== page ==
Andreas Christensen hoping to show Chelsea he has learned his trade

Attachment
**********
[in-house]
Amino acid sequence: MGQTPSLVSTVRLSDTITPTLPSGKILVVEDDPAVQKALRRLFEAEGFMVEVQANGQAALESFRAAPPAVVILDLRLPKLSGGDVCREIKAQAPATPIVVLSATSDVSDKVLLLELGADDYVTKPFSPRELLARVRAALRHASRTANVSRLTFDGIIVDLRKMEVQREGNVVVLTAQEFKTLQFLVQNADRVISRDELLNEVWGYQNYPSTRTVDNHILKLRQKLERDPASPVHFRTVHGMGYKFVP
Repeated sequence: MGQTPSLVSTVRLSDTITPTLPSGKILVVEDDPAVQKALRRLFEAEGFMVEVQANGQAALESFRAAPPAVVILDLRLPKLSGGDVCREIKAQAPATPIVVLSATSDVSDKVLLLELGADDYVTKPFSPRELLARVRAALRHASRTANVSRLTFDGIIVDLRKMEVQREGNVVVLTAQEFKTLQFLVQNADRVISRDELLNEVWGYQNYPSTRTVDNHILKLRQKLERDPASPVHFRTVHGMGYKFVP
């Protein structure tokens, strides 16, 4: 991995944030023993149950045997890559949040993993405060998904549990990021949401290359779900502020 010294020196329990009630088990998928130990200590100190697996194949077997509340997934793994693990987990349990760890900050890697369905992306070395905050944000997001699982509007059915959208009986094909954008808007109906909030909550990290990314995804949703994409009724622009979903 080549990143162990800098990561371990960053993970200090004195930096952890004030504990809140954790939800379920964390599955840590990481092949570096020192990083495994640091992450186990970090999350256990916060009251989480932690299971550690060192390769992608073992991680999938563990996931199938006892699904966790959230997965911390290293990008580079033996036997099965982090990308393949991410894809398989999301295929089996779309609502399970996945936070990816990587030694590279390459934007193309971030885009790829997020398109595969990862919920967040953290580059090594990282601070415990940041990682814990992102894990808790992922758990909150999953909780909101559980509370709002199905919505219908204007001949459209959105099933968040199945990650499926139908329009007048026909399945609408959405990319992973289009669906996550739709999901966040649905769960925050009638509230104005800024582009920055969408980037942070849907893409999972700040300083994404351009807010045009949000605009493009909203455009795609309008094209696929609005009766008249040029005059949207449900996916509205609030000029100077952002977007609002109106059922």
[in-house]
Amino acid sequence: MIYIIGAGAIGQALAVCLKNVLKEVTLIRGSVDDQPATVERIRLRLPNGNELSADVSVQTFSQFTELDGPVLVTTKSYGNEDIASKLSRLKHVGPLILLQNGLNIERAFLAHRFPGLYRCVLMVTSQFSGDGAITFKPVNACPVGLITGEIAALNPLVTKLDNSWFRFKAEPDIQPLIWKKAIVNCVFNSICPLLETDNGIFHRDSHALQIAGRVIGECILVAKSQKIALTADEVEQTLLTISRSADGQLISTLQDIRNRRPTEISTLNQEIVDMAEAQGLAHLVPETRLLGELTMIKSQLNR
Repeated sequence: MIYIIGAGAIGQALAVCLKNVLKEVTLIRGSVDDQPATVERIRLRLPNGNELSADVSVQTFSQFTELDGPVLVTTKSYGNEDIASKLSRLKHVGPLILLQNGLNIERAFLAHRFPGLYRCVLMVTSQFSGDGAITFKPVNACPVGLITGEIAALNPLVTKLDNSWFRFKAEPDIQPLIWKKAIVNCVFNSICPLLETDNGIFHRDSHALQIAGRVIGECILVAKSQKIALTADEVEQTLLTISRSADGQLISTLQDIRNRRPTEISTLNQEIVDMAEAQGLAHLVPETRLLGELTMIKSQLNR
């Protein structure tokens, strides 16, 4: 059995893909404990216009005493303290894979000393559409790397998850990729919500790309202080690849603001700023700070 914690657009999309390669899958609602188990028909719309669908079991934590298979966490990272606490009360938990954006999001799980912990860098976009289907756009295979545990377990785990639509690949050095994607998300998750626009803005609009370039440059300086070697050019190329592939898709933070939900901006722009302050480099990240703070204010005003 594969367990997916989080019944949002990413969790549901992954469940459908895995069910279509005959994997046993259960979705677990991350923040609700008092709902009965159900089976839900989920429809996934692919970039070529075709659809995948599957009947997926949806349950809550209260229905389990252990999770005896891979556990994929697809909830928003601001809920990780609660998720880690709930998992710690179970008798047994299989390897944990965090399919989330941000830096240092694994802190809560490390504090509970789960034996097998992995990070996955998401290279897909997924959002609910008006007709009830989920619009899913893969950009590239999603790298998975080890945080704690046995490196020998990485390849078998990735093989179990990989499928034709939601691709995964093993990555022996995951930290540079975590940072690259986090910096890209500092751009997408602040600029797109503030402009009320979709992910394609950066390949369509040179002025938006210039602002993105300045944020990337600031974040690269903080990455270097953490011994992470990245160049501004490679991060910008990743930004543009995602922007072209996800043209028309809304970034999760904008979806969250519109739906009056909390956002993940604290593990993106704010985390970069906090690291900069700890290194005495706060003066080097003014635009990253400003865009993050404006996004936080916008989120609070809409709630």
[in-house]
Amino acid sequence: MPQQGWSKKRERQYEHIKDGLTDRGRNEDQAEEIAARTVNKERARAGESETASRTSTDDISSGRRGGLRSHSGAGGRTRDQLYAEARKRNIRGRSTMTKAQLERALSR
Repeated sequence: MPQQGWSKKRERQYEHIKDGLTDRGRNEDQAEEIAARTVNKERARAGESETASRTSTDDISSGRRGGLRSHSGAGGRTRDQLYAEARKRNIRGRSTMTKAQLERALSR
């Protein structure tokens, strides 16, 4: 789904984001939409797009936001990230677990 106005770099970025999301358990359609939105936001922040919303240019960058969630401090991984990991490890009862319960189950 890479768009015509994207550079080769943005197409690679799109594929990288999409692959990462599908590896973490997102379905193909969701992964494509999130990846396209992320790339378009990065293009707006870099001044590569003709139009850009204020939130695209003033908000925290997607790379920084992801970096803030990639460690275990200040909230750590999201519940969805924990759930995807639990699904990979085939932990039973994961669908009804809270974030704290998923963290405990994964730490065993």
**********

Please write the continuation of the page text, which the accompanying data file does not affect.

first_imgfeatures Antonio Conte sees it as his task to exploit Eden Hazard’s ‘God-given talent’ Share on WhatsApp Andreas Christensen in action for Borussia Mönchengladbach against Manchester City in 2016. Photograph: Oli Scarff/AFP/Getty Images Facebook He is meriting inclusion at present. No other visiting player completed as many passes as Christensen’s 75 from 78 attempts at Stoke last weekend, offering an indication of his comfort in possession and lending itself to those comparisons with Stones. “That could be fair,” he added. “The manager wants everyone to take responsibility on the ball and, if that means stepping out from the back, that’s what we will do. I enjoy it.“I was facing top strikers in the Bundesliga and that was a new thing for me. Then it was Sergio Agüero and Manchester City in the Champions League and they made it difficult for us. But it helped me understand what will hopefully come more often in the future, and that’s something I’m looking forward to. I want to play against the top, top strikers.” Chelsea are confident that, when he does, he will excel. Andreas Christensen may still be forging a reputation in the Premier League but, when it comes to confrontations with Manchester City, he can at least call upon personal experience in preparation. During a two-season spell on loan at Borussia Mönchengladbach there were four collisions with these opponents, contests decorated by Sergio Agüero’s goals, with each an education for the Dane. “They were Champions League matches, big games against the best players,” said the centre-half. “It was what I wanted and good for me. But will it help me for this match? I don’t know because, now, they know more about me as well.”That was said with a smile, but it is a measure of Christensen’s underlying quality that it does not feel risky that a key member of a Mönchengladbach team who shipped 11 goals in those four group games to City will start at the heart of the Chelsea defence against the same opponents on Saturday. A centre-back who was guided through his first Premier League start, a daunting trip to Tottenham Hotspur in August, by David Luiz in central midfield and César Azpilicueta at his side has long since demonstrated his quality to his team-mates. The 21-year-old, sitting in the middle of the back three as David Luiz completes a suspension, is a youngster living up to immense potential. Christensen will become only the fifth Chelsea academy graduate in almost 15 years to start at least three Premier League games for the club, with the champions having always envisaged him playing his part this year. The Dane’s own ambitions were not checked by the purchase of Antonio Rüdiger from Roma. Indeed, he had watched his parent club sign defenders regularly over his two years in Germany. “It was probably only before I went on holiday this summer that I wondered if I’d get a chance,” he said. “But the manager showed me he trusts me and he has a great passion for me to deliver. I’ve been involved pretty much from the start so, right now, I’m happy.“When I was first at Chelsea as a first-team player [under José Mourinho in 2014-15] I wasn’t even in the squad all the time. You always have to go and look at the list and sometimes you are in the squad and sometimes not. Now I feel much more like a Chelsea player. It’s a new staff and they need to get to know me, but I’m getting a lot of playing time and I have to keep going and show I am entitled to more.” The Recap: sign up for the best of the Guardian’s sport coverage Share on Facebook Topics Chelsea Share via Emailcenter_img Share on Pinterest Read more Reuse this content Share on Messenger Manchester City Share on Twitter Read more Antonio Conte spied the pedigree in the first training session of pre-season after which, according to Christensen’s father, Steen, he told the sporting director Michael Emenalo: “Andreas is even better live than on the television”. The Italian spoke of the youngster’s “maturity and experience” on Friday, but Chelsea have long since recognised the talent in a player schooled at Brondby before joining the academy at Cobham in February 2012. That time in Germany merely sped up his development.“I knew teams wanted me on loan, but that a two-year [arrangement] would be more appropriate for me,” he said. “I wanted one year to settle in and establish myself and another to play regularly and really go for it.“ It was two seasons at a high level. Chelsea kept looking after me, getting the videos and texting every day about how I was doing. Eddie Newton and Paulo Ferreira did a great job with me. Facing the strikers in the Bundesliga and two years in the Champions League as well got me so much experience. The club could not have done any more than they did in terms of helping me on the right path. But, as a player, you have to take responsibility for yourself as well and do what is best for you. You can’t expect everything to be given to you and you have to perform when you get the chance. I grew up a bit too, looking after myself. The whole thing was a life experience.”His game progressed at pace. Borussia integrated him in a back three at first before resorting to a four. Christensen was integral regardless of the system, making 62 Bundesliga starts and claiming the club’s player of the year award in his first campaign. He was a member of the side that defeated Bayern Munich 3-1 in December 2015 and, aside from those tussles with City, also confronted Barcelona and Juventus in the Champions League.Elegant in possession, unflustered and eager to venture into midfield with the ball, the Denmark international’s return to England this summer might explain why Chelsea were not quite so infuriated to miss out on John Stones when the Everton defender transferred to City in 2016. They knew they already had a centre-back returning to their ranks. Share on LinkedIn Twitter Pinterest last_img